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Compare Translations for Romans 1:14

Romans 1:14 ASV
I am debtor both to Greeks and to Barbarians, both to the wise and to the foolish.
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Romans 1:14 BBE
I have a debt to Greeks and to the nations outside; to the wise and to those who have no learning.
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Romans 1:14 CEB
I have a responsibility both to Greeks and to those who don't speak Greek, both to the wise and to the foolish.
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Romans 1:14 CJB
I owe a debt to both civilized Greeks and uncivilized people, to both the educated and the ignorant;
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Romans 1:14 RHE
To the Greeks and to the barbarians, to the wise and to the unwise, I am a debtor.
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Romans 1:14 ESV
I am under obligation both to Greeks and to barbarians, both to the wise and to the foolish.
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Romans 1:14 GW
I have an obligation to those who are civilized and those who aren't, to those who are wise and those who aren't.
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Romans 1:14 GNT
For I have an obligation to all peoples, to the civilized and to the savage, to the educated and to the ignorant.
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Romans 1:14 HNV
I am debtor both to Yevanim and to foreigners, both to the wise and to the foolish.
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Romans 1:14 CSB
I am obligated both to Greeks and barbarians, both to the wise and the foolish.
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Romans 1:14 KJV
I am debtor both to the Greeks, and to the Barbarians; both to the wise, and to the unwise.
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Romans 1:14 LEB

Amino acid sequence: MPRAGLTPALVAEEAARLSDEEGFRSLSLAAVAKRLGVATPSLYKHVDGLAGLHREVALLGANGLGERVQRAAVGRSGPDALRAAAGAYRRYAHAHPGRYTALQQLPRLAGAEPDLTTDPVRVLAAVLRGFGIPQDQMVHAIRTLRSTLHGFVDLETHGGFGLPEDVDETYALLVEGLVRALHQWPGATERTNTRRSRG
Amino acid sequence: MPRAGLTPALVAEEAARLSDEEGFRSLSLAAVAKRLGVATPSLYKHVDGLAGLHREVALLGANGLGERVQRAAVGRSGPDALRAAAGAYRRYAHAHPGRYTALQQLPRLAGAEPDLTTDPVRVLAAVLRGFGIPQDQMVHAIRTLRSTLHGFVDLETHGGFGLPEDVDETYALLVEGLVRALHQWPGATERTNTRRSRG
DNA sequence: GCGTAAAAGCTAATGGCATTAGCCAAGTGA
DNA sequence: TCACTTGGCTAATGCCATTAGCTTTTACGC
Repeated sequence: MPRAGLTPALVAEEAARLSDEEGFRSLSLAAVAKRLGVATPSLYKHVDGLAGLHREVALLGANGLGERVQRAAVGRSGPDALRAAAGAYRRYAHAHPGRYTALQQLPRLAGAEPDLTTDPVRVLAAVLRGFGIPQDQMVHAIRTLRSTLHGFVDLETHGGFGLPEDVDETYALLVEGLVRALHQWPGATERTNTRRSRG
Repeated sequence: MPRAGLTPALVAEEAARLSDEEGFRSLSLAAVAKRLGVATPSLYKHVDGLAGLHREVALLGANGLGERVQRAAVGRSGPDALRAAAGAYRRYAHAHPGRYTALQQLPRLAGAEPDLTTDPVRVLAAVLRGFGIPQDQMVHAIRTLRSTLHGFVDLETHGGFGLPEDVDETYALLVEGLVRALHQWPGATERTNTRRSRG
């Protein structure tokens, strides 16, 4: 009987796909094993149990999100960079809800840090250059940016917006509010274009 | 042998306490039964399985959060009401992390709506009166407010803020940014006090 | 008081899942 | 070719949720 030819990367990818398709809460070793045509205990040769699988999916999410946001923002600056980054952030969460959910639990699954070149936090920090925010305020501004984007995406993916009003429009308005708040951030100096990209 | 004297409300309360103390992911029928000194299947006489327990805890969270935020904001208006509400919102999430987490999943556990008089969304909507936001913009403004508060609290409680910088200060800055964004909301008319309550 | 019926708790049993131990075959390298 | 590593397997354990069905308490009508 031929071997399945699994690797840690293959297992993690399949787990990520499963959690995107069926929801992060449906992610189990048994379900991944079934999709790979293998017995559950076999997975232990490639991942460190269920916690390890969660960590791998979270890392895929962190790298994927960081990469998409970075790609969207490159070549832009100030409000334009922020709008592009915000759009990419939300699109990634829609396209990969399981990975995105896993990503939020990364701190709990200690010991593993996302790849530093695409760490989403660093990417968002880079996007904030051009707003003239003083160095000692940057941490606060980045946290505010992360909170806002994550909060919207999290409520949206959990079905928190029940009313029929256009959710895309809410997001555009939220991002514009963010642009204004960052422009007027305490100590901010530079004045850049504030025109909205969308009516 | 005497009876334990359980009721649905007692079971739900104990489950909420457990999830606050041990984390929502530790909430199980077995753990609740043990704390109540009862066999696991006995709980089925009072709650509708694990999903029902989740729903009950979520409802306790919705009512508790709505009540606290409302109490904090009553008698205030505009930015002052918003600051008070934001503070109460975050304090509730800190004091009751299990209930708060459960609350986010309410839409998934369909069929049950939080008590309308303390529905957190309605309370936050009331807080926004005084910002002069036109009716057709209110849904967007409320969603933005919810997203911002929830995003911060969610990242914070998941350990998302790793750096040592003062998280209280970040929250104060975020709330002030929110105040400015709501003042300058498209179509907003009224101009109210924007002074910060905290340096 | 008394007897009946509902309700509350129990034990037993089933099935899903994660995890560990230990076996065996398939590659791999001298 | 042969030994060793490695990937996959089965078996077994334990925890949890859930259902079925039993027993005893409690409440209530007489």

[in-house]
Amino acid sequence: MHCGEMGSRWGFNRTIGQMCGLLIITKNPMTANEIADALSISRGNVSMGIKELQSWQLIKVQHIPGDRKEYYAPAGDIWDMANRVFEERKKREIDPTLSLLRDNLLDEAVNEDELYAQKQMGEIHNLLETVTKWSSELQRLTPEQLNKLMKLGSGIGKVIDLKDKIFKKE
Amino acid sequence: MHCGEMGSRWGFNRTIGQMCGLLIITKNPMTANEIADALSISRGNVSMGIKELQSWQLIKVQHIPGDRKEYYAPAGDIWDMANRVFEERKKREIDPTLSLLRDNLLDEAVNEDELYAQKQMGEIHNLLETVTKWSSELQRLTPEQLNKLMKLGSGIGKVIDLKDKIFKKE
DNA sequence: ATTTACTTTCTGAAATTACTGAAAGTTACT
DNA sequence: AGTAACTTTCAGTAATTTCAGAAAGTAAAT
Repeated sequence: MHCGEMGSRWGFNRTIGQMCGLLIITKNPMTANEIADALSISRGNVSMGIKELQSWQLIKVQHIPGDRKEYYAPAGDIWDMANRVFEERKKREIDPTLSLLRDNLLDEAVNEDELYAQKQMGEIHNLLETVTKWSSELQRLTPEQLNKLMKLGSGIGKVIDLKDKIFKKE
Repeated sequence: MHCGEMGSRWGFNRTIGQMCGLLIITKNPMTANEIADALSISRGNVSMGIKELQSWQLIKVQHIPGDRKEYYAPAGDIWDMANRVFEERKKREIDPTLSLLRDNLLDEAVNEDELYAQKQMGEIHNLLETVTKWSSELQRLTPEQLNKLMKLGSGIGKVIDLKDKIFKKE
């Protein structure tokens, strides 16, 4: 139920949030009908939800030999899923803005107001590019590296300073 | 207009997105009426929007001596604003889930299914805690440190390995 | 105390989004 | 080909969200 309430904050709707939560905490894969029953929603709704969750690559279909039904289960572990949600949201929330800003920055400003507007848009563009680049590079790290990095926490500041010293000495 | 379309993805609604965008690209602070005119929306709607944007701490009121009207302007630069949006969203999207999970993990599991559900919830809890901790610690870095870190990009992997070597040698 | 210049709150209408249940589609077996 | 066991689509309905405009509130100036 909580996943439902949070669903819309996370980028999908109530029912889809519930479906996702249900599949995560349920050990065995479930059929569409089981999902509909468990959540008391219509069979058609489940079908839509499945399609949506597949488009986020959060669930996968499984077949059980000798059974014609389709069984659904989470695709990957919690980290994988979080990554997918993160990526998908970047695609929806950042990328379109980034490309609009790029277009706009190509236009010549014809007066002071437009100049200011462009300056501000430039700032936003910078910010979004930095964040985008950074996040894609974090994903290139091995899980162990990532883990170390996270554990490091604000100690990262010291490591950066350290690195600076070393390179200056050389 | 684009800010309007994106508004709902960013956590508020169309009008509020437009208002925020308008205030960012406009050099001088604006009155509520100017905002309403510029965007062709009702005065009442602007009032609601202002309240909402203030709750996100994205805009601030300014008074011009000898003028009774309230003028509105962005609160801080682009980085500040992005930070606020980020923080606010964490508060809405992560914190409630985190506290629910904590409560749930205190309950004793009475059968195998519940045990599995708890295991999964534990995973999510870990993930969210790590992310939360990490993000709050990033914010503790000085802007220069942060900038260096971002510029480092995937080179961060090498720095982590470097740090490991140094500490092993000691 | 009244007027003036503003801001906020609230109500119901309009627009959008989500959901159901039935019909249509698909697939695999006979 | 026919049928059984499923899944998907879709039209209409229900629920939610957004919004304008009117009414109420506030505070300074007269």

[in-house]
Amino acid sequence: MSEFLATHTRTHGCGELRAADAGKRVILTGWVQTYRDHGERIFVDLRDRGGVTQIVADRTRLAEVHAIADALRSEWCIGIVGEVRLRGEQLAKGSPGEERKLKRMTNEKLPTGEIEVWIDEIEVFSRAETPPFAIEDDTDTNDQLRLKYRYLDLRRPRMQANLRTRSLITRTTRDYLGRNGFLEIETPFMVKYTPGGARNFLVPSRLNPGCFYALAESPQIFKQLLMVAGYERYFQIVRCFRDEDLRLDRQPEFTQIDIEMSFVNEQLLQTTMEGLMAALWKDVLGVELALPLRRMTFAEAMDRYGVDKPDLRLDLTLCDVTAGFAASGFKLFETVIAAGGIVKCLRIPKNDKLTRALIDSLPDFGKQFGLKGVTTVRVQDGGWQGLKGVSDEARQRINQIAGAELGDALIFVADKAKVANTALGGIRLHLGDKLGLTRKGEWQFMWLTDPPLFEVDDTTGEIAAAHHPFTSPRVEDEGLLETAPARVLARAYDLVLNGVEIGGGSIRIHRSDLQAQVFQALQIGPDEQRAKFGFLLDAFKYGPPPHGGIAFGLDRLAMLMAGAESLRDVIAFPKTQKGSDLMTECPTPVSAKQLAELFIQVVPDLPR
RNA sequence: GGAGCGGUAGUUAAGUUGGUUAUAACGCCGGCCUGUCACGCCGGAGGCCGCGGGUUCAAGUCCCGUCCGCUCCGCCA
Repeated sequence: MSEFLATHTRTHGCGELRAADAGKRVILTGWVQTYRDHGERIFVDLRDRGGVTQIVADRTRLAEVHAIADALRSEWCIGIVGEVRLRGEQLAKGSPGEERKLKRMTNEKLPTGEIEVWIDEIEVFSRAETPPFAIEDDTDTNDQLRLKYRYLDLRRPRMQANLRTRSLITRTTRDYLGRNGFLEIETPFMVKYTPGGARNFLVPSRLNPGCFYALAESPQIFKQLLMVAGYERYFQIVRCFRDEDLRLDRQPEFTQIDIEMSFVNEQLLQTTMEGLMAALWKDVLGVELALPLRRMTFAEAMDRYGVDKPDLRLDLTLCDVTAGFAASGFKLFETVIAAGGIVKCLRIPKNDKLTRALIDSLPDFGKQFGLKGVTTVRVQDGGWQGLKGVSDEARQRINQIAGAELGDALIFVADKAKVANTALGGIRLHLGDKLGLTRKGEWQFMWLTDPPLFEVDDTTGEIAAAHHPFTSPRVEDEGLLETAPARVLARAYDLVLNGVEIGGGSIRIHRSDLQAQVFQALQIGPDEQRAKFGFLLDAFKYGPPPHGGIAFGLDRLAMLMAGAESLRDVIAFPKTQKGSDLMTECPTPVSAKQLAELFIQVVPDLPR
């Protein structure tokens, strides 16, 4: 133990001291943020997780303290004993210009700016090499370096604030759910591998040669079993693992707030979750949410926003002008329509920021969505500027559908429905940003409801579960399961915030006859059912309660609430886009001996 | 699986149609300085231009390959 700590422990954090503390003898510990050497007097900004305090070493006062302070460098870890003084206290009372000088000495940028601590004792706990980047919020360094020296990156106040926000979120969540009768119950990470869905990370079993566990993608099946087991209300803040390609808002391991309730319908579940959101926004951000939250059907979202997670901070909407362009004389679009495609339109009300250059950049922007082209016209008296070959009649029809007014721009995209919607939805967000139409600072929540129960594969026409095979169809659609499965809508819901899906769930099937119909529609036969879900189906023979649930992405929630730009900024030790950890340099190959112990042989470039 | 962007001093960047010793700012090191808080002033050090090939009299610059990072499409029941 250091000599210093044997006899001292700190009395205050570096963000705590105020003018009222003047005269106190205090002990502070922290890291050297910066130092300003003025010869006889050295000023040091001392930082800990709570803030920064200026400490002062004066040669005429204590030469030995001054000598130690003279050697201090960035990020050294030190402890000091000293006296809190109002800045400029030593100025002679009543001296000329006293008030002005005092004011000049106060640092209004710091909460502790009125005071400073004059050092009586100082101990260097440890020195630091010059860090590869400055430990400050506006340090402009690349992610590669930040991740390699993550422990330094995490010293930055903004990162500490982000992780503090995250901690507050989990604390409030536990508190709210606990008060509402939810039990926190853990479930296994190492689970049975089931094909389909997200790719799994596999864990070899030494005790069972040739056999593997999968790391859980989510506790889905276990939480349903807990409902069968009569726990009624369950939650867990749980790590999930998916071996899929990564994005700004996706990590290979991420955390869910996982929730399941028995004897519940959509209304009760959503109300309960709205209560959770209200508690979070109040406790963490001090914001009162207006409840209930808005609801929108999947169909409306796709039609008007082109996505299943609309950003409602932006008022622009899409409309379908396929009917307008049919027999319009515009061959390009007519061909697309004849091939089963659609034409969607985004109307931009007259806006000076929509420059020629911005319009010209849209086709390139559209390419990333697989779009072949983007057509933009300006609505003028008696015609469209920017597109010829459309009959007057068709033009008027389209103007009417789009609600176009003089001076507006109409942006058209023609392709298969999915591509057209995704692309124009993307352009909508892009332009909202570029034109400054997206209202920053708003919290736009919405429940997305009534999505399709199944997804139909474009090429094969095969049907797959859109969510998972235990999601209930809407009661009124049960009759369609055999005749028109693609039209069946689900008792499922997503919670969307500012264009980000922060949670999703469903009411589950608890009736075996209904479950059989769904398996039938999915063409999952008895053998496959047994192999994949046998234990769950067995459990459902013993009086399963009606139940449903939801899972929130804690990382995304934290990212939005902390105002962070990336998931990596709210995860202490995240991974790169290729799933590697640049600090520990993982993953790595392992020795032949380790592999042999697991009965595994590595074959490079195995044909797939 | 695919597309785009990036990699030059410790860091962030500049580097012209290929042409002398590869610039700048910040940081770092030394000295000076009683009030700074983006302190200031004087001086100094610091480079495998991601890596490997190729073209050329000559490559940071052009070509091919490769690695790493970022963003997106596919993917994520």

I am under obligation both to Greeks and to barbarians, both to the wise and to the foolish.
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Romans 1:14 NAS
I am under obligation both to Greeks and to barbarians, both to the wise and to the foolish.
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Romans 1:14 NCV
I have a duty to all people -- Greeks and those who are not Greeks, the wise and the foolish.
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Romans 1:14 NIRV
I have a duty both to Greeks and to non-Greeks. I have a duty both to wise people and to foolish people.
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Romans 1:14 NIV
I am obligated both to Greeks and non-Greeks, both to the wise and the foolish.
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Romans 1:14 NKJV
I am a debtor both to Greeks and to barbarians, both to wise and to unwise.
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Romans 1:14 NLT
For I have a great sense of obligation to people in our culture and to people in other cultures, to the educated and uneducated alike.
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Romans 1:14 NRS
I am a debtor both to Greeks and to barbarians, both to the wise and to the foolish
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Romans 1:14 RSV
I am under obligation both to Greeks and to barbarians, both to the wise and to the foolish:
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Romans 1:14 DBY
I am a debtor both to Greeks and barbarians, both to wise and unintelligent:
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Romans 1:14 MSG
Everyone I meet - it matters little whether they're mannered or rude, smart or simple - deepens my sense of interdependence and obligation.
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Romans 1:14 WBT
I am debtor both to the Greeks, and to the barbarians, both to the wise, and to the unwise.
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Romans 1:14 TMB
I am debtor both to the Greeks and to the barbarians, both to the wise and to the unwise;
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Romans 1:14 TNIV
I am obligated both to Greeks and non-Greeks, both to the wise and the foolish.
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Romans 1:14 TYN
For I am detter both to the Grekes and to them which are no Grekes vnto the learned and also vnto the vnlearned.
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Romans 1:14 WNT
I am already under obligations alike to Greek-speaking races and to others, to cultured and to uncultured people:
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Romans 1:14 WEB
I am debtor both to Greeks and to foreigners, both to the wise and to the foolish.
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Romans 1:14 WYC
To Greeks and to barbarians, to wise men and to unwise men, I am debtor,
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Romans 1:14 YLT
Both to Greeks and to foreigners, both to wise and to thoughtless, I am a debtor,
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Romans 1 Commentary - Matthew Henry Commentary on the Whole Bible (Concise)

Chapter 1